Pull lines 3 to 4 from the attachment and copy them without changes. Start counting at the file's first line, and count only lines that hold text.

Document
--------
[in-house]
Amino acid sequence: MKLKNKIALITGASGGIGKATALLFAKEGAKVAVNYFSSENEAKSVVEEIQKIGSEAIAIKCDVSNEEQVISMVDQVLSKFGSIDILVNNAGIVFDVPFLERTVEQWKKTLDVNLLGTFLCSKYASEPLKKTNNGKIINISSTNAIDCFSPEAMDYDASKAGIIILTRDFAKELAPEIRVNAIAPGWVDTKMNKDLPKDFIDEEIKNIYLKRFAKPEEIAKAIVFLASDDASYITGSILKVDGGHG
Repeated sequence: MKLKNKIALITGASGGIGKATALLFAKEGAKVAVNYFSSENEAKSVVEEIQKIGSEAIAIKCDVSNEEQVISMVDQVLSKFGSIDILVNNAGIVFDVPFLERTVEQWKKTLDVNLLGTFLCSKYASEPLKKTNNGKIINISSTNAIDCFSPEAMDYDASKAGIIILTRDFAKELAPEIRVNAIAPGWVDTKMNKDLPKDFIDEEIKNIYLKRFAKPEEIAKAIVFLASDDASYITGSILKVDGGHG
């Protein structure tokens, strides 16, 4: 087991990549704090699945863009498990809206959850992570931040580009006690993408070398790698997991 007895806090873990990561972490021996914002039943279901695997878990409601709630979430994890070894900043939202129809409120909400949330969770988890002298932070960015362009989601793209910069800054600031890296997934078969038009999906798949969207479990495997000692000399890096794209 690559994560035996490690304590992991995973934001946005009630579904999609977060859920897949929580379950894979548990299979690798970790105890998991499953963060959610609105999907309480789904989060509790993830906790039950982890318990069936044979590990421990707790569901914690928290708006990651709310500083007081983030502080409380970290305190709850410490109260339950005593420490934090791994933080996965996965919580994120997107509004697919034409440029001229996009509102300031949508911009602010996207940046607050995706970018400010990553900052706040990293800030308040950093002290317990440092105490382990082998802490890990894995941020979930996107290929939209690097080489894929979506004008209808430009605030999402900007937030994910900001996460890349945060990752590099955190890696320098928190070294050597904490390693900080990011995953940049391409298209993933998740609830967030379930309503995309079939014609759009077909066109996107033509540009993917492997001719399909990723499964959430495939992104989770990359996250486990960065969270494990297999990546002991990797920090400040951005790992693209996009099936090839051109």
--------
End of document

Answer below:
Repeated sequence: MKLKNKIALITGASGGIGKATALLFAKEGAKVAVNYFSSENEAKSVVEEIQKIGSEAIAIKCDVSNEEQVISMVDQVLSKFGSIDILVNNAGIVFDVPFLERTVEQWKKTLDVNLLGTFLCSKYASEPLKKTNNGKIINISSTNAIDCFSPEAMDYDASKAGIIILTRDFAKELAPEIRVNAIAPGWVDTKMNKDLPKDFIDEEIKNIYLKRFAKPEEIAKAIVFLASDDASYITGSILKVDGGHG
């Protein structure tokens, strides 16, 4: 087991990549704090699945863009498990809206959850992570931040580009006690993408070398790698997991 007895806090873990990561972490021996914002039943279901695997878990409601709630979430994890070894900043939202129809409120909400949330969770988890002298932070960015362009989601793209910069800054600031890296997934078969038009999906798949969207479990495997000692000399890096794209 690559994560035996490690304590992991995973934001946005009630579904999609977060859920897949929580379950894979548990299979690798970790105890998991499953963060959610609105999907309480789904989060509790993830906790039950982890318990069936044979590990421990707790569901914690928290708006990651709310500083007081983030502080409380970290305190709850410490109260339950005593420490934090791994933080996965996965919580994120997107509004697919034409440029001229996009509102300031949508911009602010996207940046607050995706970018400010990553900052706040990293800030308040950093002290317990440092105490382990082998802490890990894995941020979930996107290929939209690097080489894929979506004008209808430009605030999402900007937030994910900001996460890349945060990752590099955190890696320098928190070294050597904490390693900080990011995953940049391409298209993933998740609830967030379930309503995309079939014609759009077909066109996107033509540009993917492997001719399909990723499964959430495939992104989770990359996250486990960065969270494990297999990546002991990797920090400040951005790992693209996009099936090839051109």